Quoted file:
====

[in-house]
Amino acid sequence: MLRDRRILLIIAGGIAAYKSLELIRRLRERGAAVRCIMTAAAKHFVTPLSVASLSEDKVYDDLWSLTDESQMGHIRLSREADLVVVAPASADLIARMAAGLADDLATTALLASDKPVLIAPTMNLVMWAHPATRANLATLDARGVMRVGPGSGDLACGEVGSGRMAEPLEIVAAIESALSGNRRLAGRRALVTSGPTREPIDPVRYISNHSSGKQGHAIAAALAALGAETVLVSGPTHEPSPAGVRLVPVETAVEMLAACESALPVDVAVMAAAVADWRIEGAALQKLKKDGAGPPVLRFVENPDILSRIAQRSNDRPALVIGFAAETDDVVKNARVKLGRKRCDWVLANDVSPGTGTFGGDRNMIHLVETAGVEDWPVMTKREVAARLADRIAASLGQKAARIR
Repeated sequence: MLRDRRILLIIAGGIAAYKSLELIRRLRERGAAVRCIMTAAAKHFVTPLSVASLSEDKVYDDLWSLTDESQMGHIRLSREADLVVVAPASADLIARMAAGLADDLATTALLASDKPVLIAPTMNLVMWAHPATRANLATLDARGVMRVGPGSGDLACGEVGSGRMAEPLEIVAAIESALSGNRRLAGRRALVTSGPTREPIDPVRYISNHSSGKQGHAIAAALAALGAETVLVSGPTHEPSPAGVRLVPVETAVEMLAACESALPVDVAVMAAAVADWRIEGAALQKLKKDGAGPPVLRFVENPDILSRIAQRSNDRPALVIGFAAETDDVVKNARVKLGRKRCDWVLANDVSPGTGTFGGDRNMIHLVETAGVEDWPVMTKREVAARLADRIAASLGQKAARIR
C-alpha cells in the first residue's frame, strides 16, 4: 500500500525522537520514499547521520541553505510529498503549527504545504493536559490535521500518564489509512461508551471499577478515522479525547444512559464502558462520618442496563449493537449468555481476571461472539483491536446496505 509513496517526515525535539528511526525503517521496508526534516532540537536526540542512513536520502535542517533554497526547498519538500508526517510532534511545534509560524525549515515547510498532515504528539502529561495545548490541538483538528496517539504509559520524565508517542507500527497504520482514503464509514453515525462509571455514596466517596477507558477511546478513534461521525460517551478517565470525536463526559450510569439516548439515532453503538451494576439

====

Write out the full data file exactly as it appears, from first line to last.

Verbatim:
[in-house]
Amino acid sequence: MLRDRRILLIIAGGIAAYKSLELIRRLRERGAAVRCIMTAAAKHFVTPLSVASLSEDKVYDDLWSLTDESQMGHIRLSREADLVVVAPASADLIARMAAGLADDLATTALLASDKPVLIAPTMNLVMWAHPATRANLATLDARGVMRVGPGSGDLACGEVGSGRMAEPLEIVAAIESALSGNRRLAGRRALVTSGPTREPIDPVRYISNHSSGKQGHAIAAALAALGAETVLVSGPTHEPSPAGVRLVPVETAVEMLAACESALPVDVAVMAAAVADWRIEGAALQKLKKDGAGPPVLRFVENPDILSRIAQRSNDRPALVIGFAAETDDVVKNARVKLGRKRCDWVLANDVSPGTGTFGGDRNMIHLVETAGVEDWPVMTKREVAARLADRIAASLGQKAARIR
Repeated sequence: MLRDRRILLIIAGGIAAYKSLELIRRLRERGAAVRCIMTAAAKHFVTPLSVASLSEDKVYDDLWSLTDESQMGHIRLSREADLVVVAPASADLIARMAAGLADDLATTALLASDKPVLIAPTMNLVMWAHPATRANLATLDARGVMRVGPGSGDLACGEVGSGRMAEPLEIVAAIESALSGNRRLAGRRALVTSGPTREPIDPVRYISNHSSGKQGHAIAAALAALGAETVLVSGPTHEPSPAGVRLVPVETAVEMLAACESALPVDVAVMAAAVADWRIEGAALQKLKKDGAGPPVLRFVENPDILSRIAQRSNDRPALVIGFAAETDDVVKNARVKLGRKRCDWVLANDVSPGTGTFGGDRNMIHLVETAGVEDWPVMTKREVAARLADRIAASLGQKAARIR
C-alpha cells in the first residue's frame, strides 16, 4: 500500500525522537520514499547521520541553505510529498503549527504545504493536559490535521500518564489509512461508551471499577478515522479525547444512559464502558462520618442496563449493537449468555481476571461472539483491536446496505 509513496517526515525535539528511526525503517521496508526534516532540537536526540542512513536520502535542517533554497526547498519538500508526517510532534511545534509560524525549515515547510498532515504528539502529561495545548490541538483538528496517539504509559520524565508517542507500527497504520482514503464509514453515525462509571455514596466517596477507558477511546478513534461521525460517551478517565470525536463526559450510569439516548439515532453503538451494576439